What advice would you give to someone that wants to pursue a career in architecture?
Emma: “The first step to entering into a career in architecture is finding the right program. During your college search, I’d really encourage you to reach out to alumni or current students. Programs can vary greatly on being more design-focused or technical based, and different schools emphasize different styles of architecture. Try to explore your interests early and talk to as many people as possible to find the right spot for you. For those in high school who are looking to make a portfolio, don’t rely too heavily on computer programs. BIM programs have become really powerful and are necessary to master, but hand sketching is such an important tool that is valued by professors and employers and will make your portfolio stand out. Another piece of advice I would give is to get engaged early with the human aspect of architecture. I spent a lot of my early education focused on design and construction ,but it wasn’t until I engaged with who is using the building and why that I became most passionate about architecture. The last bit of advice I have is to warn you that you will face a lot of discouragement if you pursue a career in architecture (or at least I did) and to that I say, persevere! Studying and practicing architecture is a lot of work, but well worth it in the end to be able to improve communities and people’s everyday lives through the art of design.”
Have you always known that you wanted to become and architect?
Emma: “I’ve known since I was a freshman in high school that I wanted to be an architect (which seems very early!). I’ve always been someone who wanted a clear path to follow, but what I didn’t realize about architecture is that it is not quite as clear-cut as I had expected. Architecture is such a huge field in terms of what type you practice and what design aesthetic is most in line with your sensibilities. All of this left me feeling a bit overwhelmed not knowing exactly where I was heading. I had to learn to adjust and be open to life’s opportunities. I ended up studying abroad my Junior year in Versailles, France and was able to wander around Europe studying every type of architecture the continent had to offer. It was in Europe that I became interested in affordable housing (particularly after visiting the Unite d’Habitation by Le Corbusier) and was introduced to the idea that economical materials can create beautiful designs. Outside of my classes and into my adult life, I grew a passion for public policy which drove me even closer to my desire to make a difference in people’s lives by working in affordable housing. Moving to San Francisco really solidified this goal since the Bay Area is currently undergoing a major housing crisis. I wasn’t able to find a job right out of college in affordable housing, but slowly worked my way through positions that allowed me to build my skill set and gain invaluable experience to be where I am today.”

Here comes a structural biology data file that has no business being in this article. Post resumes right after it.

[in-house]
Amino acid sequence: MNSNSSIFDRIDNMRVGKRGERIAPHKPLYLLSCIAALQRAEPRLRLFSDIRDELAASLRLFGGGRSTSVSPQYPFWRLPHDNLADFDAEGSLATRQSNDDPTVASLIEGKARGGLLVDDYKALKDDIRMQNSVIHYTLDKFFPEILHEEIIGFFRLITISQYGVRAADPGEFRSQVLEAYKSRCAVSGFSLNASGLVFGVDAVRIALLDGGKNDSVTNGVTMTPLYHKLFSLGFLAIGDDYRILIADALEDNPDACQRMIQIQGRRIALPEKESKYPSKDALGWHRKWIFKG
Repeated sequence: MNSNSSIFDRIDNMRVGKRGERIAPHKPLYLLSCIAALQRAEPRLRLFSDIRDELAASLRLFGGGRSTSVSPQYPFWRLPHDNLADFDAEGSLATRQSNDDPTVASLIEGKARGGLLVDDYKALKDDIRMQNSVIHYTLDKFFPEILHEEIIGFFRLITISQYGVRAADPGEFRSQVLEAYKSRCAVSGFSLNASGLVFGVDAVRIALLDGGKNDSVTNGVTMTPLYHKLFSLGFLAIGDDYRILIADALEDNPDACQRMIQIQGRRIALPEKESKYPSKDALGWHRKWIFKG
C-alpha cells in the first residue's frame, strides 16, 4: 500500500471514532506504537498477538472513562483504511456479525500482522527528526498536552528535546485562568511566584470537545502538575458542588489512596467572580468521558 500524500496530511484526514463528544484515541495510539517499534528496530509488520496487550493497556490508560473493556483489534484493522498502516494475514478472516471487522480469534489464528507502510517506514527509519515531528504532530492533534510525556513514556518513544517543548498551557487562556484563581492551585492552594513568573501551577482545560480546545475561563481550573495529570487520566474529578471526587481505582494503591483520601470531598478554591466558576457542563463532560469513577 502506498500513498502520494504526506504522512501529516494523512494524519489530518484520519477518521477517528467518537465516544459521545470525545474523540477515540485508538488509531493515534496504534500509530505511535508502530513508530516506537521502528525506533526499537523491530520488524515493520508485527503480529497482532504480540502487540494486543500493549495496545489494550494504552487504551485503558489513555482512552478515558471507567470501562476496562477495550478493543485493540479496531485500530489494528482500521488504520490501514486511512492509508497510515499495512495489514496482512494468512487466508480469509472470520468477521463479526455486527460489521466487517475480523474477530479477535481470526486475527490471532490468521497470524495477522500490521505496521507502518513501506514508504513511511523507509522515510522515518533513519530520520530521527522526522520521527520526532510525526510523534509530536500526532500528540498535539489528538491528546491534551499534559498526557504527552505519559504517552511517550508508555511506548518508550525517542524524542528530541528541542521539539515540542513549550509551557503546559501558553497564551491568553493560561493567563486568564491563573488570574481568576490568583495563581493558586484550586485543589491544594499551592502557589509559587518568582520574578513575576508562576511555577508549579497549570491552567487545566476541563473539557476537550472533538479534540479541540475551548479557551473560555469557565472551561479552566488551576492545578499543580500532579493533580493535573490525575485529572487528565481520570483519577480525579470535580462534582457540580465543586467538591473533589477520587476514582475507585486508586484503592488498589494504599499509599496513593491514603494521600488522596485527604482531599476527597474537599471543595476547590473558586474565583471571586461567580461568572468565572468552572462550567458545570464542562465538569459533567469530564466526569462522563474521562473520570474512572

Emma embraces hard work and dedication. She is passionate about her job and her involvement in Camp Hope. Who would have thought that Emma’s freshman architecture class with Mr. Barndt would lead to the beginning of her career. She kept her interest throughout high school and college and stuck with it. We should all take Emma’s advice “to persevere” in something that we are interested in order to make those dreams into reality.